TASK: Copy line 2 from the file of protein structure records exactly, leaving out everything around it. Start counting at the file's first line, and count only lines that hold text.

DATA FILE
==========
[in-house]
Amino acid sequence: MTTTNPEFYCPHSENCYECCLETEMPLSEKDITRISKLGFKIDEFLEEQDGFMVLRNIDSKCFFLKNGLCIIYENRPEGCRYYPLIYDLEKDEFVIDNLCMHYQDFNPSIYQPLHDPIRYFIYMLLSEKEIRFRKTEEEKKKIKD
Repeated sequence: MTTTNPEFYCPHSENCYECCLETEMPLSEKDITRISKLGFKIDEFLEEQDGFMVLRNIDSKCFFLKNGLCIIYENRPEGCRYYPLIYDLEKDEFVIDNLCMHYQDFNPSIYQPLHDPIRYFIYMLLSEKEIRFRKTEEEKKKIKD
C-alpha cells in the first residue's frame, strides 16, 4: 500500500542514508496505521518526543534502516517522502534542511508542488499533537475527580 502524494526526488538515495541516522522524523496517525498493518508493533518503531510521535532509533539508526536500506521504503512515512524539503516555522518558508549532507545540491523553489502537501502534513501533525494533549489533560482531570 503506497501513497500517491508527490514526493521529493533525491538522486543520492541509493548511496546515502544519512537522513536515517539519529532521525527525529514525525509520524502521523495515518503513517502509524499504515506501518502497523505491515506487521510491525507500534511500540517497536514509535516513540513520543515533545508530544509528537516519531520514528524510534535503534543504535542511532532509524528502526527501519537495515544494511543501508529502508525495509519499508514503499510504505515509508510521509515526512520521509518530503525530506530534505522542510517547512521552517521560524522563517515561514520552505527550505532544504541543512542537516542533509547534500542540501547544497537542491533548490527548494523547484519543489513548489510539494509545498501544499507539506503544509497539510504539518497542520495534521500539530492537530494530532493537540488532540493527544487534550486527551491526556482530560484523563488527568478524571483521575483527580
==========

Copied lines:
Amino acid sequence: MTTTNPEFYCPHSENCYECCLETEMPLSEKDITRISKLGFKIDEFLEEQDGFMVLRNIDSKCFFLKNGLCIIYENRPEGCRYYPLIYDLEKDEFVIDNLCMHYQDFNPSIYQPLHDPIRYFIYMLLSEKEIRFRKTEEEKKKIKD